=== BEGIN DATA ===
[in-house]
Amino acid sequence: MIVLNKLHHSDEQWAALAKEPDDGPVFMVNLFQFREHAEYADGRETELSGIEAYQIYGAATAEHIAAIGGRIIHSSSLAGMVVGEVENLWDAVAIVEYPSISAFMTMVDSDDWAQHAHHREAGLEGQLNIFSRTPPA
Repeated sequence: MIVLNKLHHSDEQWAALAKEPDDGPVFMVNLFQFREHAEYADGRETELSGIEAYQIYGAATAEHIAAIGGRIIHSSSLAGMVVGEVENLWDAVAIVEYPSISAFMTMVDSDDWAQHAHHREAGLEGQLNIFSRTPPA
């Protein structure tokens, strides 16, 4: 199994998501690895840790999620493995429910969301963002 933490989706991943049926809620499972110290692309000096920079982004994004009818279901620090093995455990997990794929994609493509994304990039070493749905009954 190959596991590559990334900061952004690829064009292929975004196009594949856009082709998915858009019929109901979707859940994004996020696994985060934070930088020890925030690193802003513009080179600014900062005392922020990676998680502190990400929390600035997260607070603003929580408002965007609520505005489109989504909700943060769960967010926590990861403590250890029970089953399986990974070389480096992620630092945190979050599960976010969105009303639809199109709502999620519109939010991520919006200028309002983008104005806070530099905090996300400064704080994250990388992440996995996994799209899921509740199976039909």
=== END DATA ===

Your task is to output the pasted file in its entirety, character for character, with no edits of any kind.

[in-house]
Amino acid sequence: MIVLNKLHHSDEQWAALAKEPDDGPVFMVNLFQFREHAEYADGRETELSGIEAYQIYGAATAEHIAAIGGRIIHSSSLAGMVVGEVENLWDAVAIVEYPSISAFMTMVDSDDWAQHAHHREAGLEGQLNIFSRTPPA
Repeated sequence: MIVLNKLHHSDEQWAALAKEPDDGPVFMVNLFQFREHAEYADGRETELSGIEAYQIYGAATAEHIAAIGGRIIHSSSLAGMVVGEVENLWDAVAIVEYPSISAFMTMVDSDDWAQHAHHREAGLEGQLNIFSRTPPA
């Protein structure tokens, strides 16, 4: 199994998501690895840790999620493995429910969301963002 933490989706991943049926809620499972110290692309000096920079982004994004009818279901620090093995455990997990794929994609493509994304990039070493749905009954 190959596991590559990334900061952004690829064009292929975004196009594949856009082709998915858009019929109901979707859940994004996020696994985060934070930088020890925030690193802003513009080179600014900062005392922020990676998680502190990400929390600035997260607070603003929580408002965007609520505005489109989504909700943060769960967010926590990861403590250890029970089953399986990974070389480096992620630092945190979050599960976010969105009303639809199109709502999620519109939010991520919006200028309002983008104005806070530099905090996300400064704080994250990388992440996995996994799209899921509740199976039909």